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    Swiber CEO describes difficult first quarter - hopes for turnaround later this year

    Company News // July 22, 2015

    Swiber Holdings Limited has reported a slump in its earnings for the three months ended 31 March 2015 (first quarter 2015) as the group "clears the decks" for a pick-up in business in the coming months.

    Net profit for the group stood at US$70,000 against US$52.8 million. Net attributable loss to shareholders amounted to US$1.3 million compared to a profit of US$48.0 million in the same period last year. The declines were due mainly the depletion of the group’s orderbook last year, and the absence of a US$95.1 million gain from the disposal of a group of subsidiaries which bolstered the previous comparable numbers.

    Reflecting last year’s slimmer pipeline, revenue fell 17.3 per cent to US$164.9 million compared to US$199.5 million in the first quarter of FY14. During the quarter under review, revenue from Latin America, contributed 69 per cent or US$113.8 million, with the balance coming from East Asia, South Asia, Southeast Asia and other markets.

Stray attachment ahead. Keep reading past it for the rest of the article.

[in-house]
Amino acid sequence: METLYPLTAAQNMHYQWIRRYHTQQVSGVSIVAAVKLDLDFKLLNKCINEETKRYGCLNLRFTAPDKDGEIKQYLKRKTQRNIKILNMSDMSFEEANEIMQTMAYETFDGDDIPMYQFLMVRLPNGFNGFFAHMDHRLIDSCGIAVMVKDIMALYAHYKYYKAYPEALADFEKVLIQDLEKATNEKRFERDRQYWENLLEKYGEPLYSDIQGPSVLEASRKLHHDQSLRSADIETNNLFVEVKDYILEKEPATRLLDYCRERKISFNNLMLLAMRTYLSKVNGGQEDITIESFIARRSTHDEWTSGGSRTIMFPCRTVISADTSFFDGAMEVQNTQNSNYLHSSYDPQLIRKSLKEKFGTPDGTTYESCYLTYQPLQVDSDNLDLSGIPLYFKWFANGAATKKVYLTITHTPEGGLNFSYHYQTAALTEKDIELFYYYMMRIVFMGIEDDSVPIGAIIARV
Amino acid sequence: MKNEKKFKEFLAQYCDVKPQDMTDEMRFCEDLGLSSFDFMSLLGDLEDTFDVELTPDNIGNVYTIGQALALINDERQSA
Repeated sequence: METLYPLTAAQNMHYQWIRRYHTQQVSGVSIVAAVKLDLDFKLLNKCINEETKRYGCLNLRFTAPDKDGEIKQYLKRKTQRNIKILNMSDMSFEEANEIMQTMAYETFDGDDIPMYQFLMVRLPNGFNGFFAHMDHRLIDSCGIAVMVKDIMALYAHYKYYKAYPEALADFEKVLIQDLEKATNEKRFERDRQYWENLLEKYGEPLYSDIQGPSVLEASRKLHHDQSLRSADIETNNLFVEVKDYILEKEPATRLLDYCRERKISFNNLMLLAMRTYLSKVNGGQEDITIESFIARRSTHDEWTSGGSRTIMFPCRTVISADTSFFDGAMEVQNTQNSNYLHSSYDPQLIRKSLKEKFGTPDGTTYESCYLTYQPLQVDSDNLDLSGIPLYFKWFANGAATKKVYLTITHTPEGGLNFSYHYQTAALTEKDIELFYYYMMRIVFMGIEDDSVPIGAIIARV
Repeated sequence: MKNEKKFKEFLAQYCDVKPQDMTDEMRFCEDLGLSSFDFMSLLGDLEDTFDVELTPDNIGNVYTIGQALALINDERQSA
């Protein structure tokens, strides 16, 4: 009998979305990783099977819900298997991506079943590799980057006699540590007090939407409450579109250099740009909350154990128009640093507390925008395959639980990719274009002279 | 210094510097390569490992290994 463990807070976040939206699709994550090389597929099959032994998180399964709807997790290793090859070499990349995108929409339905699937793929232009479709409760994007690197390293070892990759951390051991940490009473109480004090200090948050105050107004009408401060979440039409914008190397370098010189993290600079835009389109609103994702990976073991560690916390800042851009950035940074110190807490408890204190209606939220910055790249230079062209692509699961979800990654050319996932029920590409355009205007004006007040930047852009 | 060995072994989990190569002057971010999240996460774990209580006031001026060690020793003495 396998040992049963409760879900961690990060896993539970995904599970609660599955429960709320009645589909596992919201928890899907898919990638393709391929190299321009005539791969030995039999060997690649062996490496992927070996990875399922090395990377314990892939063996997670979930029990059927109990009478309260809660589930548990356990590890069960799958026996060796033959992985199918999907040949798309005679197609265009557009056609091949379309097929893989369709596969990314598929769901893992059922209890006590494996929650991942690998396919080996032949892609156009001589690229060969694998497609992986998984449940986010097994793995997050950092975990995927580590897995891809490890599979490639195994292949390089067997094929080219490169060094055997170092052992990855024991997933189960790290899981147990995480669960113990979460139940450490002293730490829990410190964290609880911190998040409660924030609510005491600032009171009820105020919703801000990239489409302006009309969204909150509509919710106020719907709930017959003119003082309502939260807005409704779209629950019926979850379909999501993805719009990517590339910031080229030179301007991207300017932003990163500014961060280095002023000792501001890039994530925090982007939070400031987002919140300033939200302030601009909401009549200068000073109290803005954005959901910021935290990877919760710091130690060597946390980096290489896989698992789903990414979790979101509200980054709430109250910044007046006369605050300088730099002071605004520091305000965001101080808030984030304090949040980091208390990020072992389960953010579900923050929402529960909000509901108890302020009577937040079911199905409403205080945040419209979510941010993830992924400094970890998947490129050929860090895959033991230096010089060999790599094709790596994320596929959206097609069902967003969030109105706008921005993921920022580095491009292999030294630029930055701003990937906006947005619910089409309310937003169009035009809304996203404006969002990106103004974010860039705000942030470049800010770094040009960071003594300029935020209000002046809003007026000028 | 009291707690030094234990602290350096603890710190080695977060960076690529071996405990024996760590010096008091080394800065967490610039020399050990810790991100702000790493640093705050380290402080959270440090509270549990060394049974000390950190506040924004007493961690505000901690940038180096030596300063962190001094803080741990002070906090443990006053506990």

The group’s gross profit margin improved to 11.8 per cent in the first quarter of FY15 from 4.5 per cent in the previous corresponding period after more stringent controls were imposed over operating costs.

    Deputy Group Chief Executive Officer Darren Yeo said: “We had a difficult first quarter which was expected given the smaller pipeline of contracts last year. With our pipeline now standing at a record US$1.8 billion, we believe we are well positioned for a strong turnaround especially in the second half.

    “We are working hard at maintaining the momentum of new awards and are cautiously optimistic that we will continue to gain traction in the coming months.”

    Mr Yeo added that Swiber’s EPIC business caters mainly to the field development rather than exploration stage of the production cycle in the oil and gas industry, which is more vulnerable to changes in oil prices. Its projects are also in shallow water, which have lower break-even costs.

    “In view of these factors, the group believes its business would be less affected by the industry’s expenditure cuts and that it is in a better position to capitalise on future bidding opportunities,” Swiber said.

     

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